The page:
Cultivating Passion: This first-gen Louisiana farmer is working with the NRCS to inspire ag’s next-gen

This Week in Louisiana Agriculture shares farmer Warner Hall’s inspiring story, which illustrates the vital supporting role played by the U.S. Dept. of Agriculture (USDA) Natural Resources Conservation Service (NRCS) programs in supporting new farmers and small operations across Rural America.

To first-generation Louisiana farmer Warner Hall, agriculture is a passion — not just his career. Hall finds pleasure in being outdoors, engaging in exercise, and putting food on the table. Now, running a successful small vegetable operation of his own, Hall also dedicates some of his time to helping educate young minds about farming.

While Hall’s success foremost hinges on his passion — as This Week in Louisiana Agriculture explains — it also perfectly illustrates the supporting role played by the U.S. Dept. of Agriculture (USDA) Natural Resources Conservation Service (NRCS) programs in helping new farmers and small operations like Hall’s find success.

Hall recently hosted a field day at his vegetable farm. This gathering was not only a chance for him to showcase his crops. More so, it gave him a platform to share knowledge. The recent field day was a testament to his commitment to encouraging the next generation of farmers.

“Some of them don’t know what a plant looks like in the field,” Hall said. “When they come in the field with me, I’ll show them and tell them the different plants —and that makes you feel good that they are learning something.”

Eugene Livingston from the NRCS expressed pride in Hall’s success story under the protective shade of Hall’s high tunnel, which he acquired with the assistance of cost-sharing programs through the NRCS. According to Livingston, in a way, the structure exemplifies the importance of these crucial programs in helping farmers manage rising costs. Emphasizing that the NRCS’s attendance at events like Hall’s field day is a crucial part of their ability to understand the needs of the producers they serve.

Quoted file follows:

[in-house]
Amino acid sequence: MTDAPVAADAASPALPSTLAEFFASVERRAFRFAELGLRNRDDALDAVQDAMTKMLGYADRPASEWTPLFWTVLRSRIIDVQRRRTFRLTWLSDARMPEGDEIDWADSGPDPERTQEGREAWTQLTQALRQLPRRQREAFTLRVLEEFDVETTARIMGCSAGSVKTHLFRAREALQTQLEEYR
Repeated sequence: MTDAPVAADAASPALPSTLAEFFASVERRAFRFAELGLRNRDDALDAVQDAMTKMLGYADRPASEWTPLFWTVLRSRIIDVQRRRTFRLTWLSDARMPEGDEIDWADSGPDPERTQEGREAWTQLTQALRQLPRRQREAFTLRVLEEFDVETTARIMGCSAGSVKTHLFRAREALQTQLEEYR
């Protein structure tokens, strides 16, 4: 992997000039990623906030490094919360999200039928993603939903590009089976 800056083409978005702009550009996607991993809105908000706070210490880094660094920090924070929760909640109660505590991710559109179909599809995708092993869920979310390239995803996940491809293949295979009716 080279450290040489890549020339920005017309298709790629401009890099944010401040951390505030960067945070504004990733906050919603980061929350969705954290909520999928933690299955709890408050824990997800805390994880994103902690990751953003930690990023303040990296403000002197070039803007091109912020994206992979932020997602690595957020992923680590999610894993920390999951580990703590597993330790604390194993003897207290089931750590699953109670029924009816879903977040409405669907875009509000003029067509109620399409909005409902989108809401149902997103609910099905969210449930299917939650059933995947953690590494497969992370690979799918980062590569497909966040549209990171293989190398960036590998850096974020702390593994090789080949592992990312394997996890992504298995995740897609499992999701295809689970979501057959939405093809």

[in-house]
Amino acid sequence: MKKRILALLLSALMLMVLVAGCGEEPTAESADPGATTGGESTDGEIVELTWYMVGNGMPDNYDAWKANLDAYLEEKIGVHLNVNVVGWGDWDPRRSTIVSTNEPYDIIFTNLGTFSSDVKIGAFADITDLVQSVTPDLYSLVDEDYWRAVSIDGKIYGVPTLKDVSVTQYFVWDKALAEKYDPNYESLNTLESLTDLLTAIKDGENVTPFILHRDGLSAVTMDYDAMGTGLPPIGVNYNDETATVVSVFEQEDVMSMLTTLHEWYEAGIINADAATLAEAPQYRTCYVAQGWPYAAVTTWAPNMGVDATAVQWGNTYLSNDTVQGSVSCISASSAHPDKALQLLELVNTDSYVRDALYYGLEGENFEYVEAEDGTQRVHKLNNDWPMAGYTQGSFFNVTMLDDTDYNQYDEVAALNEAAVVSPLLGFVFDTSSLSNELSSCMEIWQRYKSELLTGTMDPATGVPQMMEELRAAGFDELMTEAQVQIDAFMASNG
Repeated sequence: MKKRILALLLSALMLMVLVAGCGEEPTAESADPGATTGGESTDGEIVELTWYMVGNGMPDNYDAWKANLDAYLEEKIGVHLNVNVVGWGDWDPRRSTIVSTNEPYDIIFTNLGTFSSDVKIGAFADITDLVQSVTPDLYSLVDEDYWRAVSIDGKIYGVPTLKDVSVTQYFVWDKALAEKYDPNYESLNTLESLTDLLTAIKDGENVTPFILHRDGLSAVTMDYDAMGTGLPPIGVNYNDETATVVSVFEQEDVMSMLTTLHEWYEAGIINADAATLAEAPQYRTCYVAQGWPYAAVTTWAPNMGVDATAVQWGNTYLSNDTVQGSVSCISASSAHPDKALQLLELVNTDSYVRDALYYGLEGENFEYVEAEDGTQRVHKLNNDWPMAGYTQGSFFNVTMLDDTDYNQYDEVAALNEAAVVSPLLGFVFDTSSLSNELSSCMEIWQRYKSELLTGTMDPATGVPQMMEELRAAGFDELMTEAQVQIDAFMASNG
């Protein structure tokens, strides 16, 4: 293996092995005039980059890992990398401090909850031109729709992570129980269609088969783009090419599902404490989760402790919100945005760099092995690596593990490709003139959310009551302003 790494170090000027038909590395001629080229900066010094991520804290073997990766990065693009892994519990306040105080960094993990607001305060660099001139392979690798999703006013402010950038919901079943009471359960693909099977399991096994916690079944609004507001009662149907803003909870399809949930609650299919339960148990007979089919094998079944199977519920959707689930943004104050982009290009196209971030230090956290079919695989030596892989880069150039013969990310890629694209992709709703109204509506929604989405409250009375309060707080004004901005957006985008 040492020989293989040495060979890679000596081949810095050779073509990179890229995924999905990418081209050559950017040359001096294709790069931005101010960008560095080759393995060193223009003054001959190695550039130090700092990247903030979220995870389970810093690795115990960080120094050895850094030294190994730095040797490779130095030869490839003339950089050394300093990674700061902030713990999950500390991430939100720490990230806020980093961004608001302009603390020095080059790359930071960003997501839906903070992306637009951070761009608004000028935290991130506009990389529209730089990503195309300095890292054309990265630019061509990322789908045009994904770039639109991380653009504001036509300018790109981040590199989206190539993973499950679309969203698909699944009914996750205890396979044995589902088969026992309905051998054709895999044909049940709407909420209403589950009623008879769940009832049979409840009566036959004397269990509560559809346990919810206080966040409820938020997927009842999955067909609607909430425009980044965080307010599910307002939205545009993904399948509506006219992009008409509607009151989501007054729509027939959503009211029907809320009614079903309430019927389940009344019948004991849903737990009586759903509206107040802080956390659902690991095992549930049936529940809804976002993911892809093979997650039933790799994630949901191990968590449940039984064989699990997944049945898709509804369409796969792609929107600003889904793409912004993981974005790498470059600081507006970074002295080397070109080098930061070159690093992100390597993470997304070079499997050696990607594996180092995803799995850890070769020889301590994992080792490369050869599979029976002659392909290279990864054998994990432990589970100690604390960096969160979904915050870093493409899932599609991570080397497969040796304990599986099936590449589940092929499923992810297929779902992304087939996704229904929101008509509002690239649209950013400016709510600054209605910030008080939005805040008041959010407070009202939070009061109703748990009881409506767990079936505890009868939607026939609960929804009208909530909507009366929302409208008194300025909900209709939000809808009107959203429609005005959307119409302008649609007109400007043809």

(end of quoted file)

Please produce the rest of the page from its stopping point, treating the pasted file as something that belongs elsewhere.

At the workshop, Hall proudly touted his role in providing his community and neighbors with fresh produce from his fields, urging everyone to recognize the significance of agriculture in daily life — from the breakfast table to the clothes we wear. Livingston also assured that the NRCS has more funding on the way to aid farmers like Hall.

Hall emphasizes the need for young people to engage in agriculture, and he sees events like field days as crucial for them to discover a potential future in farming. The NRCS, with its myriad programs, stands as a valuable resource for beginning farmers and historically underserved producers.

To learn more about the NCRS programs for new farmers, visit:

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